Samuel Roberts: Myself and Chris had the chance to try the Star Wars: Trials On Tatooine VR demo at Celebration (an otherwise boring, overpriced, ludicrously queue-heavy public event designed almost exclusively to flog merchandise) this weekend. While the demo is pretty brief—about 15-20 minutes in length—it’s one of the most immediately impressive VR games I’ve played to date. If you’ve spent most of your life waiting for someone to make the perfect lightsaber simulator, this gives you the strong first impression that the team at ILMxLAB has nailed it.
You hold the Vive controller as a lightsaber, and the 1:1 movement means you find yourself waving it around like Luke did upon switching his father’s on in Obi-Wan’s hut. Except, you know, he wasn’t sweating while wearing a VR headset. It’s amazing. The whole thing is out later today as a free demo, and I am so desperate to play it again. This thing should be in arcades around the world.
Chris Thursten: It's a really good start, for sure, although I'd definitely call this a proof of concept—the VR Jedi game I daydream about is still a daydream.
This is a short demo that serves as an introduction to VR as well as what VR can do with the Star Wars license. You stand in a dusty corner of Tatooine at dusk and wait for a delivery from Han Solo in the Falcon. Watching the ship approach low over the horizon and hearing the roar of its engines as it set down was the highlight of the demo, for me, for reasons I'll get to in a bit.
A surprisingly good Han Solo soundalike sends R2-D2 down the landing ramp with a 'delivery', but problems with the Falcon have you scrambling around outside pushing buttons to try and fix it. Then, an Imperial shuttle sets down and deploys a squad of Stormtroopers to bring you in. A panel in R2's dome slides back, you draw your saber, and prepare to defend yourself.
You can take cover behind boxes and kill stormtroopers by deflecting their blasts back at them, but they never get close enough for you to fight them directly. It's impossible not to get into it, even though I knew that two people from ILMxLAB were stood in the room with me watching. Initially I tried to hold the saber one-handed, like 'don't mind me, I'm a dispassionate journalist'. Pretty quickly I found myself standing in a two-handed ready stance because god damn it I'm holding a lightsaber.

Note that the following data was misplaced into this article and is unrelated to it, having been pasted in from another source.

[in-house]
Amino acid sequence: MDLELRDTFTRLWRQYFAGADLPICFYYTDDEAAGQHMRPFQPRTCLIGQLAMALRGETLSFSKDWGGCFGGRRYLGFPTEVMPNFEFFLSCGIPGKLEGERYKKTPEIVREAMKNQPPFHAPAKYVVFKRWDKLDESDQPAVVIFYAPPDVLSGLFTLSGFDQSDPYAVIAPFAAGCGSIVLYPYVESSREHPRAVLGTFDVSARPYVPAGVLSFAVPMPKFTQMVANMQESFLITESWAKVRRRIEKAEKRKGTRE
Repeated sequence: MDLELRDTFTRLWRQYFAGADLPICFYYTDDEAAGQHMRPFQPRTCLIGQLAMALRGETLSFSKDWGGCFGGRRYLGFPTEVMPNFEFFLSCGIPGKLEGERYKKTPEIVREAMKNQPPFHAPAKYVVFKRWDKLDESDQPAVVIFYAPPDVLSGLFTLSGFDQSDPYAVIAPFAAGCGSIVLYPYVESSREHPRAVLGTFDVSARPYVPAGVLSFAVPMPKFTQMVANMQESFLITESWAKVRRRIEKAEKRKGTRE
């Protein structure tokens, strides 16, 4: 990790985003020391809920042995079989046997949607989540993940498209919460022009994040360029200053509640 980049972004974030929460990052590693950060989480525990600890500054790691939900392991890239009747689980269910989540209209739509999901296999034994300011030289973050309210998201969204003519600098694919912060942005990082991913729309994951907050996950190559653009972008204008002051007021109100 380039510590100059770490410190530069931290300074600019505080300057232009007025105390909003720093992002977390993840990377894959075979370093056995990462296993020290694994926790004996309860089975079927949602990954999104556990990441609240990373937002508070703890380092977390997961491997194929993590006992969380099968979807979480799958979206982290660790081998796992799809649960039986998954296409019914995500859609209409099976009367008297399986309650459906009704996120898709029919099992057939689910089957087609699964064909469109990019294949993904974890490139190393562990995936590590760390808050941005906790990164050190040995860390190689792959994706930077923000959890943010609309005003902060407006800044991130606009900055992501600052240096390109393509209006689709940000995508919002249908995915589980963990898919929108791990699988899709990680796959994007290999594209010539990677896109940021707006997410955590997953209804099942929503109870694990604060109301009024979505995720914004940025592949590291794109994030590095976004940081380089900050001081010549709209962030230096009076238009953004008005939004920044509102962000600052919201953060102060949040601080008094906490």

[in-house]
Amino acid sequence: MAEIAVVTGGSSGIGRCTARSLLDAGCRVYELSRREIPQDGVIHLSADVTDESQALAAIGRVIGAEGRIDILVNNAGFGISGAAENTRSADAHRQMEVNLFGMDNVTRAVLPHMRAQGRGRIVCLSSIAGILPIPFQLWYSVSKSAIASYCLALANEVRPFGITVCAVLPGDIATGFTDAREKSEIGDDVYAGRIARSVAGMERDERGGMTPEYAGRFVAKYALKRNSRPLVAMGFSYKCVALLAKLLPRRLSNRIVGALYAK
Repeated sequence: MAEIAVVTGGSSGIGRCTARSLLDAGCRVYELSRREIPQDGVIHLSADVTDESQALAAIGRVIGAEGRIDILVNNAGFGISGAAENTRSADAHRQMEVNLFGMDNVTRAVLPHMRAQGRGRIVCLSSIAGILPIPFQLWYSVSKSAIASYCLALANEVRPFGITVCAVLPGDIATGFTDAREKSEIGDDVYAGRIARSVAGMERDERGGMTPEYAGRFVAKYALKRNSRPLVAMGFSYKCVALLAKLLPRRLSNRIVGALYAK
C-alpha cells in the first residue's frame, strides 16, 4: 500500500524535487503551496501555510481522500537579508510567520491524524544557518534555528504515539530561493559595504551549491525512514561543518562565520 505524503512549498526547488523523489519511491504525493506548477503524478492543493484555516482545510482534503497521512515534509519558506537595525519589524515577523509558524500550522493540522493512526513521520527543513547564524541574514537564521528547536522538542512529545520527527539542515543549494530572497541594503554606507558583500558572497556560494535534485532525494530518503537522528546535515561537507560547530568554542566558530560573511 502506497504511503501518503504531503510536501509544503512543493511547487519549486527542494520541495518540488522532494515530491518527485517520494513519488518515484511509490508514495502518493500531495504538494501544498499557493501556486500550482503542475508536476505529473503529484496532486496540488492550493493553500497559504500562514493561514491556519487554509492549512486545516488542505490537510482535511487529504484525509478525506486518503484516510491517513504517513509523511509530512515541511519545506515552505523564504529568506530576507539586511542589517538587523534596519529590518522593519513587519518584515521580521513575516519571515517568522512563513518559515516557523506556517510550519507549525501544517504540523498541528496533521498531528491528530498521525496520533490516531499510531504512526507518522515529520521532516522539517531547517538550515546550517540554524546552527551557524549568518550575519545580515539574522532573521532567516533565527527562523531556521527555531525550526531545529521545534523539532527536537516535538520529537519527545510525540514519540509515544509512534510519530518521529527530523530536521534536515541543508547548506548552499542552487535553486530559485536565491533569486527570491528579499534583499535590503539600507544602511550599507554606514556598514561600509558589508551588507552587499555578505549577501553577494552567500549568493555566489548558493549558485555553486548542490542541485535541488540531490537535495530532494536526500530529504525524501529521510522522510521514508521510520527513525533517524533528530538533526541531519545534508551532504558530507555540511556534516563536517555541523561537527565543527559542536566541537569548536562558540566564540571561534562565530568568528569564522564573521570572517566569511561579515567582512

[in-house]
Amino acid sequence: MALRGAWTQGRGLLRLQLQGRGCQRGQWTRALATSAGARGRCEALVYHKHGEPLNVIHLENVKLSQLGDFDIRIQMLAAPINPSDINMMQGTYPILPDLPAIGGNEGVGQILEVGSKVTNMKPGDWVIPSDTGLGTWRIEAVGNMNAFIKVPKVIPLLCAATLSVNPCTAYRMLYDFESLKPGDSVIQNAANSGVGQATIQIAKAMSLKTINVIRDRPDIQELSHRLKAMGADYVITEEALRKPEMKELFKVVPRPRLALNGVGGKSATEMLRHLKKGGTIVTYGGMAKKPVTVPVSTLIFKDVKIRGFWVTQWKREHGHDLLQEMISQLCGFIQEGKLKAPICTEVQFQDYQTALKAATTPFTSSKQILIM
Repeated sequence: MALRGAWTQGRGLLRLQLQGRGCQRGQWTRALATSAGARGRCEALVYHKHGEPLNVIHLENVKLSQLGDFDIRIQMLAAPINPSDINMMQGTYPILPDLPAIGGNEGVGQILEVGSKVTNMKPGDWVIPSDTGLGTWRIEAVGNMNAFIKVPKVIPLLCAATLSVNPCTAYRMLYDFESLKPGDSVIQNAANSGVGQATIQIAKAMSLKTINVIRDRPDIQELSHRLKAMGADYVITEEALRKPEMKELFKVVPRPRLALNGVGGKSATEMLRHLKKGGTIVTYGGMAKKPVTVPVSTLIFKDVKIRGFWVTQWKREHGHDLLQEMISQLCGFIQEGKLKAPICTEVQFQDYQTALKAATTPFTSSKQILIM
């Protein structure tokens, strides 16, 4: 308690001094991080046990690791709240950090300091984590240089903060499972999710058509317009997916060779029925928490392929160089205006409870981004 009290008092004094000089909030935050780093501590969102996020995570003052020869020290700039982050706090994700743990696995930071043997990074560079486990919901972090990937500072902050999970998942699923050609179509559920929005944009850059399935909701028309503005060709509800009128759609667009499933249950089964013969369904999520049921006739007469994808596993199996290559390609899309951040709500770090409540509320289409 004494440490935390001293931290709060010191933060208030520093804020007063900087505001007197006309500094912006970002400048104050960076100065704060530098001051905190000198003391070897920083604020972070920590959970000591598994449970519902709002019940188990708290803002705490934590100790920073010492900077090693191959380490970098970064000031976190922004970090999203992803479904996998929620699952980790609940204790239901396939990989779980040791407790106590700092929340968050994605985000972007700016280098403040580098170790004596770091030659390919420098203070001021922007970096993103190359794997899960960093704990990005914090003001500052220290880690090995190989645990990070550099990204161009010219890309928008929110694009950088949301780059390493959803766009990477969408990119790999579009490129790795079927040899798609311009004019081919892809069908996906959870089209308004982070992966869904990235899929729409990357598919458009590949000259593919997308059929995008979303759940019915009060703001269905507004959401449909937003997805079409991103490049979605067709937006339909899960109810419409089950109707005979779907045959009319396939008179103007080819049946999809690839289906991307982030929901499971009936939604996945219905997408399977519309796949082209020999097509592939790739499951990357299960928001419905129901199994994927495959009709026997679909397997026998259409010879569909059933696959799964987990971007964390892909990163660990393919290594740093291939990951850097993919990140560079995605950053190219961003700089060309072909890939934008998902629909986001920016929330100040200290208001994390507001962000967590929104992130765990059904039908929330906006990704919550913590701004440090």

That said, I find that VR always becomes less immersive when you start interacting with the environment—the Vive is a fantastic piece of technology, but there are fundamental restrictions on what you can do and how you can do it. Although there's a blaster bolt-deflecting arcade game to be spun out of this experience, I'd honestly be happier with a game where I just hung around in a spaceport and watched the ships come and go.
Samuel: I think you’re right about the full experience still feeling elusive—but I don’t think they consider this anything but a proof of concept. This weekend, Lucasfilm announced a new where they plan on building a VR experience around being Darth Vader, which sounds closer to being the full thing you want to see, Chris.
What could that entail? Space battles, choking Imperial officers, hunting down the remaining Jedi? The potential there is huge. It’s also how we’ll get to have that convincing one-on-one lightsaber duel in VR. Here we see the building blocks of how that can come together. Considering this is a freebie on the Vive, I think that’s okay. This is a treat if you’ve already forked out for that headset (and have the necessary space with which to actually play VR games, which I don’t).
Chris: Absolutely. The great thing about Star Wars is that it lends itself to loads of potential experiences like this: standing on the bridge of a Star Destroyer during a battle, hanging out on Jabba's party barge, watching AT-ATs approach across the ice on Hoth. Visual spectacle is so important to Star Wars, and VR is a natural new way to express it.
It'll be interesting to see if they can turn those experiences into something more than tourism, however. The idea of a VR remake of the X-Wing and TIE Fighter games with modern production values is so exciting to me that I'm actually trying to avoid thinking about it, as it's likely too specific and involved to get made.
One thing that impressed me about Trials on Tatooine, with that in mind, was the writing. This really didn't need to be anything more than a tech demo, but the context provided by the opening crawl and Han's dialogue—that you're one of Luke's new students in the years after the fall of the Empire—makes it feel that much more involving. There are some good jokes, too. We saw Rebels showrunner Dave Filoni's name in the credits as we left and his presence is definitely felt. Even if VR's ability to support a game is limited, I'd definitely watch a Star Wars show in VR.
Samuel: That’s the thing—this clearly benefitted from being produced in-house at Lucasfilm rather than being something made with Battlefront’s corny voice actors. I suddenly realised this was the perfect context in which they could create new Han Solo stories without finding ways to keep Harrison Ford alive for the next 30 years. It feels noticeably more legitimate than any recent Star Wars games. Perhaps tourism is a better match for this than interaction—but there’s no reason they can’t go down both roads at the same time.
Chris: Given that this was the week that '90s Star Wars kids , perhaps that’s not too much to ask for after all. If nothing else, Trials on Tatooine shows that Lucasfilm are interested in immersive games and interactive experiences again—a gentle u-turn after Disney cracked down on anything that wasn’t free to play, mobile, or involved action figures. If this turns into a proper Star Wars game further down the line, fantastic: but even if it doesn’t, it’s great that this effort is being made.